As of March of this year, 47.7 million Americans are now on some form of food stamps. Between 2000 and 2012, the number of Americans resorting to food stamps increased more than 171%. In 2000, there were just 17.1 million Americans on food stamps. (Source: U.S. Department of Agriculture, June 7, 2013.)
There are more individuals on food stamps in the U.S. economy than the entire population of Spain—46.17 million. (Source: World Bank web site, last accessed June 21, 2013.)
That costs the government money. The expenditure for food stamps in 2012 was $74.6 billion, almost 116% higher than what it paid in 2008. That’s a cost that could pick up even more speed if, as all indicators show, inflation begins to rise.
The key stock indices in the U.S. economy have skyrocketed since the Great Recession, due in large part to money printing, but the average American Joe hasn’t seen his living conditions improve—in fact, they have actually deteriorated.
Instead, the rich appear to be getting richer and the poor are facing more challenges, while the middle class is disintegrating. According to a Pew Research report, the bottom 93% of households in the U.S. economy witnessed their net worth drop by four percent between 2009 and 2011. The richest seven percent of U.S. households saw their wealth increase by 28% in the same period. (Source: Associated Press, April 23, 2013.)
The misery for the middle class doesn’t end here; the Census Bureau reported in the first-quarter that home ownership in the U.S. economy dropped to its lowest level in 18 years. Just 65% of Americans owned their homes in the first quarter, as compared to 65.4% in the same period a year ago. (Source: Bloomberg, April 30, 2013.)
I have said this before: economic growth occurs when a country’s citizens are able to find work to make money, spend, and save. But then the U.S. economy is still far from that.
Unfortunately, there might be more troubles ahead as the Federal Reserve moves towards slowing its printing presses.
I’ve been writing in Profit Confidential for months now that the Federal Reserve created a stock market bubble with its monthly printing program. With the news last week that the Fed would pull back on printing paper money, we had a mini-crash in stock prices—this confirms my long-term belief that some of the massive amounts of money the Fed was creating was somehow making its way back to the stock market and pushing stock prices higher. Bernanke put the brakes on the stock market rally last week.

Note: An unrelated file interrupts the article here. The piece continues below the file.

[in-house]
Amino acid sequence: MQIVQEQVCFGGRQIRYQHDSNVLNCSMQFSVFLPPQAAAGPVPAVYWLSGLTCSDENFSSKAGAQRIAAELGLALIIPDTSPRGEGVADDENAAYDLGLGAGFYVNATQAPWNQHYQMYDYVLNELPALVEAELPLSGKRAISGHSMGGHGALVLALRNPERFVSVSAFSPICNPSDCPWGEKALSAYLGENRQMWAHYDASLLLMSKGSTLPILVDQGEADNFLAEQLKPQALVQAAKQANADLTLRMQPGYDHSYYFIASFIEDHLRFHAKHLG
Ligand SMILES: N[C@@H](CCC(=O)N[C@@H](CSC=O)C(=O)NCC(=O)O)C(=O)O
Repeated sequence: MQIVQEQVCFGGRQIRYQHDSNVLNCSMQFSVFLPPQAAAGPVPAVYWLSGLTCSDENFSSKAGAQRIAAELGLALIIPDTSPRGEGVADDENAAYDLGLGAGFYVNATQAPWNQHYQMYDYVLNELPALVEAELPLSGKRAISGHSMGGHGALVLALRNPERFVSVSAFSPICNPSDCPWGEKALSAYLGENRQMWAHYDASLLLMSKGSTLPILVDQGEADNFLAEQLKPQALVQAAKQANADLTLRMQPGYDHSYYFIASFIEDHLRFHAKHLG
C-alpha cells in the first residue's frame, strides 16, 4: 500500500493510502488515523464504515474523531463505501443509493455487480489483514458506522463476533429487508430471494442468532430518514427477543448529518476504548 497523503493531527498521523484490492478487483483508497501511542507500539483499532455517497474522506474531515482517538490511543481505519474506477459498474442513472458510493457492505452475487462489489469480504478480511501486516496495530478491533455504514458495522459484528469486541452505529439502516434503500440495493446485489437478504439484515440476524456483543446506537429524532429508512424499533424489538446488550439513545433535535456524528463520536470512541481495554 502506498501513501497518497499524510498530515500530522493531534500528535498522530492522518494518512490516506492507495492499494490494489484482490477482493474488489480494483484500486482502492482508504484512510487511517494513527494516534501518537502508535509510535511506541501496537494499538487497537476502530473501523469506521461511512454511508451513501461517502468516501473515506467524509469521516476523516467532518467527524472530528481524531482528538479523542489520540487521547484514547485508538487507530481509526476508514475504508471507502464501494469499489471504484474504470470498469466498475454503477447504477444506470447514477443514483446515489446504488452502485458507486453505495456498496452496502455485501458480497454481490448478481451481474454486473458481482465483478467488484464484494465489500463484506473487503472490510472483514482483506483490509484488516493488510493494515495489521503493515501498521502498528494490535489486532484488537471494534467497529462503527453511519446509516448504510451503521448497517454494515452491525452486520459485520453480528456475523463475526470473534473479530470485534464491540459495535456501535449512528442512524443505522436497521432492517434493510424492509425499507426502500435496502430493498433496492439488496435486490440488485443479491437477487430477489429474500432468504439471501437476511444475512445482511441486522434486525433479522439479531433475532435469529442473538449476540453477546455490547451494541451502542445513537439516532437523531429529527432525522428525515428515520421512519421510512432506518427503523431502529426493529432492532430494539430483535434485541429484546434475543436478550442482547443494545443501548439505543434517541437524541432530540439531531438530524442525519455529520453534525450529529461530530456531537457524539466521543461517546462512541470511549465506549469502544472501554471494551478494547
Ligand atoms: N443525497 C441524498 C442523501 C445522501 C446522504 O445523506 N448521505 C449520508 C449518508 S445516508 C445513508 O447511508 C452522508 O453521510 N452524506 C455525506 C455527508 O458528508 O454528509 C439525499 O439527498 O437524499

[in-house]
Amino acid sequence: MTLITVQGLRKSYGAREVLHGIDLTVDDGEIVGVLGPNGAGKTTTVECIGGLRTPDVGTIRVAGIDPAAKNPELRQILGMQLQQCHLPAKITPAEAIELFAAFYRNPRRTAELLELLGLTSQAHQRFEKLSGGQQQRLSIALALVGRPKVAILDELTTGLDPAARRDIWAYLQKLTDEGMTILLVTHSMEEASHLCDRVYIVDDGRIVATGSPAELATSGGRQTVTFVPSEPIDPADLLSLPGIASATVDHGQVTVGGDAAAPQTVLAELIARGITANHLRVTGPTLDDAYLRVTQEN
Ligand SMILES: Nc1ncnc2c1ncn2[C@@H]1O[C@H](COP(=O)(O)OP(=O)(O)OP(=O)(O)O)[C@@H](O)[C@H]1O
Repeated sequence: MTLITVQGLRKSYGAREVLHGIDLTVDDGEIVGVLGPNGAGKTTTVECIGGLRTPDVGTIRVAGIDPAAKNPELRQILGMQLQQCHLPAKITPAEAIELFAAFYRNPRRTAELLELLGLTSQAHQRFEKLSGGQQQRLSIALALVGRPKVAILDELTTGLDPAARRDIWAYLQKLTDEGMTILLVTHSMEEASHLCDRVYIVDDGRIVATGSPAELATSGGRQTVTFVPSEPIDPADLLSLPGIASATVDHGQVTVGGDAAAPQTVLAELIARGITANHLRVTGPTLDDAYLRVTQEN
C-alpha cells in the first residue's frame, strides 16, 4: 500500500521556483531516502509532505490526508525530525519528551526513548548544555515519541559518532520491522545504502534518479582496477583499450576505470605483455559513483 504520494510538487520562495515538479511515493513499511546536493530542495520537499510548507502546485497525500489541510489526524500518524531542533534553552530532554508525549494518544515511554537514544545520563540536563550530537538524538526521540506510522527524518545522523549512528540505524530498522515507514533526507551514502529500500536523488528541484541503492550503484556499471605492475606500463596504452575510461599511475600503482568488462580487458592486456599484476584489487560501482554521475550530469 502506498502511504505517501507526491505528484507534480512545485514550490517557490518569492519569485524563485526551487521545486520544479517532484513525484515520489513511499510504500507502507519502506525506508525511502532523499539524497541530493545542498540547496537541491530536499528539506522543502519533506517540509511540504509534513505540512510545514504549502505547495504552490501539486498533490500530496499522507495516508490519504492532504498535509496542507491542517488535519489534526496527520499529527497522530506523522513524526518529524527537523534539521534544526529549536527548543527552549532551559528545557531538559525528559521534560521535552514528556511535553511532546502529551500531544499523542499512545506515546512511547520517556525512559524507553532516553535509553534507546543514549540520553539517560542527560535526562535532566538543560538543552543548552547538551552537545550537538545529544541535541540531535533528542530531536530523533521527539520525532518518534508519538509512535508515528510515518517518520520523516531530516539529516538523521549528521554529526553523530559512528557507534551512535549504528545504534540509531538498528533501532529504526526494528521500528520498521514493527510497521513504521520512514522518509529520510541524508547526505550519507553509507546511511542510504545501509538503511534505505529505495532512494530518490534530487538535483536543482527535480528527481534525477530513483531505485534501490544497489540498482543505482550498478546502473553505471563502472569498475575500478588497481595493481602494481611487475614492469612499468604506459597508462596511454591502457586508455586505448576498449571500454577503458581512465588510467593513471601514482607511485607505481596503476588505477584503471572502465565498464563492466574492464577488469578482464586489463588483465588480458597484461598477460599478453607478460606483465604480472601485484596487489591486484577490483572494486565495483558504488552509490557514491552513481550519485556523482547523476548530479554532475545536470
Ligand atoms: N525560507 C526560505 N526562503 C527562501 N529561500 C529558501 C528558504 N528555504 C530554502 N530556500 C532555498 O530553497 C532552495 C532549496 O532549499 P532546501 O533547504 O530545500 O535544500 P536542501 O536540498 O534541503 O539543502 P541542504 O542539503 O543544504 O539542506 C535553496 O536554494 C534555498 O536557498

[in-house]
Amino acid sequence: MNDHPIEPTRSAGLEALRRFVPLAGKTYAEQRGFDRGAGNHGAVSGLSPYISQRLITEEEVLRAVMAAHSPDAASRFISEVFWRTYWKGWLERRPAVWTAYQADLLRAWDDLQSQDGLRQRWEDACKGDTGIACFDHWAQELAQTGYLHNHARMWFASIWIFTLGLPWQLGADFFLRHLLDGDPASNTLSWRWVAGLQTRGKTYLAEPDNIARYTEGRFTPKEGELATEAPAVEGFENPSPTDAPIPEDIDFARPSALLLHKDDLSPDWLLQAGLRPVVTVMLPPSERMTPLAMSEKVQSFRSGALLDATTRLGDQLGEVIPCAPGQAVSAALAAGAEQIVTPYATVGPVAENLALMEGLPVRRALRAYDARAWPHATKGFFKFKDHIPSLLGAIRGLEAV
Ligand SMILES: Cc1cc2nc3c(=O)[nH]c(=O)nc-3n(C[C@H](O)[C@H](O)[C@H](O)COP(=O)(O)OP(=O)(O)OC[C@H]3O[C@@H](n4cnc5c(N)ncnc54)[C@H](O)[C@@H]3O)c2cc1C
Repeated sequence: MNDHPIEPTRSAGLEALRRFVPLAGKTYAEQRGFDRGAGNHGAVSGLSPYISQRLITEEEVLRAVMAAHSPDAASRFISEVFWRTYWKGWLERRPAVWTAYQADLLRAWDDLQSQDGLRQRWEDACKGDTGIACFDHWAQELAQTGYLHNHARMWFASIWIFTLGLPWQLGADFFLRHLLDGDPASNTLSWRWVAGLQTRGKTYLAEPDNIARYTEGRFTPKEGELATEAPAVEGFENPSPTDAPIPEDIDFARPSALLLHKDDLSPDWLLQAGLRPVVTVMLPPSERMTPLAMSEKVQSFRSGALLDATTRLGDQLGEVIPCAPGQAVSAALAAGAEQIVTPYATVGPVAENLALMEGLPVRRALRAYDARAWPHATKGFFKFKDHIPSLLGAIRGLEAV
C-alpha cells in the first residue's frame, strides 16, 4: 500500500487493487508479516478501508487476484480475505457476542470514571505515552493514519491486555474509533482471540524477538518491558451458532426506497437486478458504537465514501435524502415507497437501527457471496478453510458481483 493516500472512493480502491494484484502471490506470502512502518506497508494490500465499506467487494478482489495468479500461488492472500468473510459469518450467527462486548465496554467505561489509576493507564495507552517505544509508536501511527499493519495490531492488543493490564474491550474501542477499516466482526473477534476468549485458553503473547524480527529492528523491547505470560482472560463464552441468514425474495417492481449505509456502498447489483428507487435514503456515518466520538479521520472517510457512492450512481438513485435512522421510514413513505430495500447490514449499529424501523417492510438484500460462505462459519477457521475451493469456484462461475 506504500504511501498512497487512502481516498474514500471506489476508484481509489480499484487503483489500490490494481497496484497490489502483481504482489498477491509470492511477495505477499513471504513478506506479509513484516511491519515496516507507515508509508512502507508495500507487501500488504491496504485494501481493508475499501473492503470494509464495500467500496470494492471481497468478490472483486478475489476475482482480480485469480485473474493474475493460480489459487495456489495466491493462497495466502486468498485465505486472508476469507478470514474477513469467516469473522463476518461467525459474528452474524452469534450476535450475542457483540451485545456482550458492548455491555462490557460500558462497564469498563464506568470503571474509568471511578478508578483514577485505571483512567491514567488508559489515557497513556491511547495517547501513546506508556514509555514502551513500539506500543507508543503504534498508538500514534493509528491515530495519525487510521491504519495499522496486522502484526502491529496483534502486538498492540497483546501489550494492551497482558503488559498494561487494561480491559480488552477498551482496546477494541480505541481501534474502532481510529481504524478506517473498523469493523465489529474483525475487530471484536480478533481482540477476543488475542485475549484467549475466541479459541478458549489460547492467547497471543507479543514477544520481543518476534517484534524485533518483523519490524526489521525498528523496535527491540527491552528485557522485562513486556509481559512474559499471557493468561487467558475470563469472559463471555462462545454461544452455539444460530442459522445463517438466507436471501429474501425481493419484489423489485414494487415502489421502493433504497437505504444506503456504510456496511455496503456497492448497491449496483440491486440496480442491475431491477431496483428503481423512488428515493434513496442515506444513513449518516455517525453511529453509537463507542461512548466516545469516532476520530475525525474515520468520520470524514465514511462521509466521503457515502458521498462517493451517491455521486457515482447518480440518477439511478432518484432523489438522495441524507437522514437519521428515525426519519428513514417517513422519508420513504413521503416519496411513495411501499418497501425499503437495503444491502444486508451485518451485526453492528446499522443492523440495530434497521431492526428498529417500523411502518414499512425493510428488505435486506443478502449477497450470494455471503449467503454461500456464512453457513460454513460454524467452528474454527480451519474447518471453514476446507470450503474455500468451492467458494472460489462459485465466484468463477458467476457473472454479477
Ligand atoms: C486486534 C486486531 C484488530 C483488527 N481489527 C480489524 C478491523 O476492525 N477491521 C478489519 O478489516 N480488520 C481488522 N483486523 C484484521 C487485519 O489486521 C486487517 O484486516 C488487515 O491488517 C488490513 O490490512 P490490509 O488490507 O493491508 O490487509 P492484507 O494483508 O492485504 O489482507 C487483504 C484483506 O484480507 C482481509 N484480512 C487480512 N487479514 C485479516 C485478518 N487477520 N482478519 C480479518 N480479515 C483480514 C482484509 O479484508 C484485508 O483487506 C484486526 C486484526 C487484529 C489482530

Since the announcement from the Federal Reserve about tapering off quantitative easing, the key stock indices have been showing increased selling pressures. Just take a look at the chart of the S&P 500 below.
Chart courtesy of www.StockCharts.com
The S&P 500 started 2013 with momentum to the upside. Investors bought in hopes that the index would continue to go higher, and by no surprise, it did reach its all-time high. As expected, after the Federal Reserve announcement, sellers took hold of the S&P 500, and it broke below its 50-day moving average for the first time this year (indicated by the black circle in the chart above)—a bearish indicator, according to technical analysts.
The last time the S&P 500 reached this far below its 50-day moving average was in October 2012. When that happened, the S&P 500 declined six percent, and it didn’t recover until December (as noted by the green circle in the above chart).
Note: other key stock indices like the Dow Jones Industrial Average and the NASDAQ Composite Index have also fallen below their 50-day moving averages.
Looking at this, I have to ask: is the bear market rally that lured investors into buying over?
The decline in the key stock indices has certainly proved my theory: money printing was a major factor in their flight to their all-time highs. Now, when we have hints that the Federal Reserve will be pulling back on its quantitative easing, the key stock indices are sliding lower.
Corporate earnings, one of the main reasons for the rise in the key stock indices, aren’t improving as expected either. As a matter of fact, 86 companies on the S&P 500 have issued negative guidance for their second-quarter corporate earnings. The expectation for earnings growth has been continuously declining.
At the end of March, analysts expected the corporate earnings of the S&P 500 companies to grow 4.4% in the second quarter, but unfortunately, their estimates came down to 1.3% at the end of May. (Source: FactSet, May 31, 2013.)
On the global macro level, the Chinese economy is sending threats to the key stock indices. Not only is the country expected to grow at a very slow pace compared to its historical average, but the amount of credit has also amassed in the Chinese economy since the financial crisis of 2008 and 2009. Recently, the country experienced a slight cash crunch when the rate banks charge each other rose significantly. (Source: The Globe and Mail, June 21, 2013.)
Dear reader, be careful. When I look at all this, the best investment strategy seems to be capital preservation. The risks of the key stock indices like the S&P 500 sliding even lower are piling up.
What He Said:
“The U.S. lowered interest rates in 2004 to their lowest level in 46 years. And what did Americans do with their access to easy money? They borrowed and borrowed some more, investing the borrowed money into real estate. Looking ahead, perhaps the Fed’s actions (of lowering interest rates so low as to entice consumers to borrow more than they can afford) will one day be regarded as one of the most costly errors committed by it or any other banking system in the last 75 years.” Michael Lombardi in Profit Confidential, July 21, 2005. Long before anyone was thinking of a banking crisis, Michael was warning that the coming real estate bust would wreak havoc with the banking system.